I haven’t seen any easy method to retrieve it, but I’m wondering if some weird workaround could be hypothesized.
Have you had a look at the Presonus VST3 Extensions?
I don’t know about the project name, but it is definitely possible to obtain the bus name (even the bus colour), at least for DAWs that support it.
On the other hand, i wouldn’t really consider this an easy method of doing so
Track colour and name is already available directly through the AudioProcessor::TrackProperties.
But I haven’t seen that for the project name. I haven’t checked the extra API though.
Actually I think that is the best answer lol, I just glanced over it, but it looks like it provides two global variables that would be perfect.
const Steinberg::FIDString kDocumentName = "documentName"
const Steinberg::FIDString kDocumentID = "documentID"
I downloaded the files and it look like its just a couple header files? If that’s all I gotta add I would say it actually is an easy method of doing so lol
Those look like constants that have those strings in them and can’t ever have any other text in them. I am quite sure those are not going to help you in this case.
You might be right, but what would be the purposes for the global variables listed in 2.8 if they are just constant default names?
They are constant names. They are used as identifiers when you call some API function. But I doubt in juce those functions are exposed. To have the API expandable that function is called using a string identifier.
I searched the JUCE source code, kDocumentName is not found. But maybe I just missed it.
You will need to use an additional API, and accessing that is not a walk in the park, but doable. Some advances were made recently.
Ah I think I misunderstood the usage of the extension. And you’re probably right, for what I’m looking to achieve I think that would be a lofty task.
On another note, I should say, the project name in particular isn’t important, more so I’m trying to uniquely Identify the project from within the plugin and basically determine if the plugin has ever been opened in this project before. Maybe that makes the task simpler lol.
Edit: And I should clarify, just checking for other instances already existing in the project would be insufficient. If the plugin was at any point opened and then deleted, the ‘hasExistedFlag’ will still be true.
For hosts that run the plugin in process you could simply add a static counter, kind of a reference count of how many instances of your plugin are currently loaded:
class MyProcessor : public juce::AudioProcessor
MyProcessor() : /* ... */
static int currentInstances = 0;
static int overallInstances = 0;
just an idea
The Presonus extensions are working on the lower level VST/VST3 interface level which JUCE abstracts away from you. We previously integrated them by modifying the JUCE code. In the meantime, JUCE added VST3ClientExtensions to make it possible to integrate such third party extensions without modifying the JUCE codebase. Still, you need to be quite familiar with how the VST3 API works and have a basic understanding of the COM interface it uses in order to integrate it, which is not really straightforward if you are new to that.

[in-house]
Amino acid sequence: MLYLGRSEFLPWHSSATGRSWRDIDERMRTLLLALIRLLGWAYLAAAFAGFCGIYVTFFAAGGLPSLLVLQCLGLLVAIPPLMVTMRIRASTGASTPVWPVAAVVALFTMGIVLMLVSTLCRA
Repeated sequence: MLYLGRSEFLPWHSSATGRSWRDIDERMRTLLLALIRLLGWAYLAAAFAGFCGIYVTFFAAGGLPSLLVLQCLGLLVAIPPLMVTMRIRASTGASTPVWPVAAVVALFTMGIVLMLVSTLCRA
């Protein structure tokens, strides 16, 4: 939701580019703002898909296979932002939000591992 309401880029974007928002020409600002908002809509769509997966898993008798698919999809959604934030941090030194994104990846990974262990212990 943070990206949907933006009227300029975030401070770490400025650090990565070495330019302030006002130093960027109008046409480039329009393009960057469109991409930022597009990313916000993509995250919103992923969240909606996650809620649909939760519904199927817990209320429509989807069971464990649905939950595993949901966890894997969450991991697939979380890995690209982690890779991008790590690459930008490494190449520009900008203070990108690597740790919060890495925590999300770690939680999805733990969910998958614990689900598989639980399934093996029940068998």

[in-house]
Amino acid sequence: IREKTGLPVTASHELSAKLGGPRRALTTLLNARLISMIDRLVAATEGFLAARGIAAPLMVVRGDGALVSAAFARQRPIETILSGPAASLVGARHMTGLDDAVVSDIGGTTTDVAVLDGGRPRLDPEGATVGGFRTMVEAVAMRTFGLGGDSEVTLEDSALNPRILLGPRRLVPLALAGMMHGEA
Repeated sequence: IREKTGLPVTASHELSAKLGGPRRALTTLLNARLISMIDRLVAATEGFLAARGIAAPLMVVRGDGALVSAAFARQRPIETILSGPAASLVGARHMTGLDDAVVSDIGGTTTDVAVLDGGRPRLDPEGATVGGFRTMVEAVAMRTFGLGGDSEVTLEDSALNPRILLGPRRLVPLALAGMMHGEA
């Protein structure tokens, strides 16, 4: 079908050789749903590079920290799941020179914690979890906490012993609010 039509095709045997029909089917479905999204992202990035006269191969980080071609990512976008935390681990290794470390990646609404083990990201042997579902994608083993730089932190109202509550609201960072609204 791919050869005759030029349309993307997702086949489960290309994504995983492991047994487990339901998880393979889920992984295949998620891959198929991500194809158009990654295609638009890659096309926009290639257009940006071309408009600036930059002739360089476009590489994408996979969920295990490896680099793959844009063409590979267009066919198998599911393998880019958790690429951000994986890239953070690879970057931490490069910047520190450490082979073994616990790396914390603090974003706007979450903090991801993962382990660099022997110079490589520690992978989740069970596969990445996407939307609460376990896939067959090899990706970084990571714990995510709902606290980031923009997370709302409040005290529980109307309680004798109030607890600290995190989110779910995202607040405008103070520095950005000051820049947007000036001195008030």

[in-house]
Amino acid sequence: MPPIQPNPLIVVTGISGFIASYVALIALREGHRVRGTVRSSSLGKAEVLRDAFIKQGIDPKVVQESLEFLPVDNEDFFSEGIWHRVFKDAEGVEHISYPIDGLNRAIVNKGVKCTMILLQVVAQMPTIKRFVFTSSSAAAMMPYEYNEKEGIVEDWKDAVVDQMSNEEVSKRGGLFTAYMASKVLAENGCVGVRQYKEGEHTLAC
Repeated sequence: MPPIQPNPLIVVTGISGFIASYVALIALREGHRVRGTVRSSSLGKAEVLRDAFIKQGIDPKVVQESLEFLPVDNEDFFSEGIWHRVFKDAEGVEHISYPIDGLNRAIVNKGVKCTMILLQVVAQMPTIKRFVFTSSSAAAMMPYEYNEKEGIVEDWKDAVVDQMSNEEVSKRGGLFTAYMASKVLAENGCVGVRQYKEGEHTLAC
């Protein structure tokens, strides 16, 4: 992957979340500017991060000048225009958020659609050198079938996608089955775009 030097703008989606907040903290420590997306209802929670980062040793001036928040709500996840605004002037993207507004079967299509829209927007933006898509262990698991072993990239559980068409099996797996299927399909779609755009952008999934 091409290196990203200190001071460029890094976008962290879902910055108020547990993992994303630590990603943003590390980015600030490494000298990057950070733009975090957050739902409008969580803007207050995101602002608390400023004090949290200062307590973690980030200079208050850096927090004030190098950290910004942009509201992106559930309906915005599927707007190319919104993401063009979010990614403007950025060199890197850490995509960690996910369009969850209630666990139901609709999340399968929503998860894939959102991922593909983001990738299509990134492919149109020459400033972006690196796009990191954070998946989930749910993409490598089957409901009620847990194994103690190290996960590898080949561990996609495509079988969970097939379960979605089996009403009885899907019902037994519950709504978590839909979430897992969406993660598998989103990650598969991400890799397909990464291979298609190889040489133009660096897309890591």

Yes, it possible, it certainly not easy , possible
Would simply asking the user for the project name in the UI and storing this on disk work?
The project name can change at anytime so I’m afraid that, even if you had access to it, that would not be a reliable way of knowing if your plugin was previously loaded in the session.
The static counter workaround described by @daniel seems to be the way to go. Although as stated it’ll work only for hosts running plugins in-process.
I’m curious so I thought I’d ask: what is your end goal here? Why do you need to know these things? What could you possibly gain by knowing fhe project name or if your plugin had been loaded before or not?
Thank you for the class suggestion I’ll check that out. You are correct I’m not super familiar with the VST3 API, however by looking at how JUCE obtains the track colour and track name, I’m guessing the implementation would be similar but just using the properties the Extension API provides.
@dimbouche You raise a valid point as well. Also this might be a dumb question but what do you and Daniel mean by running plugins in-process? Do most hosts run plugins in process or is it a select few?
@reFX Truthfully it’s a really out there idea, but I think it’s pretty unique so I don’t want to quite say lol
Sometimes, DAWs (hosts) can run your plugin in a separate process as the host’s one. This allows to prevent the host from crashing when your plugin crashes.
I know that Reaper offers that option, and also the latest Logic I think, but maybe others could tell you more precisely which hosts do that.
In case you really want to integrate the VST3 extension (and I cannot tell you if it will even solve your problem), maybe this topic where I asked for help with using the Extension interface, along with the juce example code mentioned there might help you Need help understanding VST3 extensions - #5 by reuk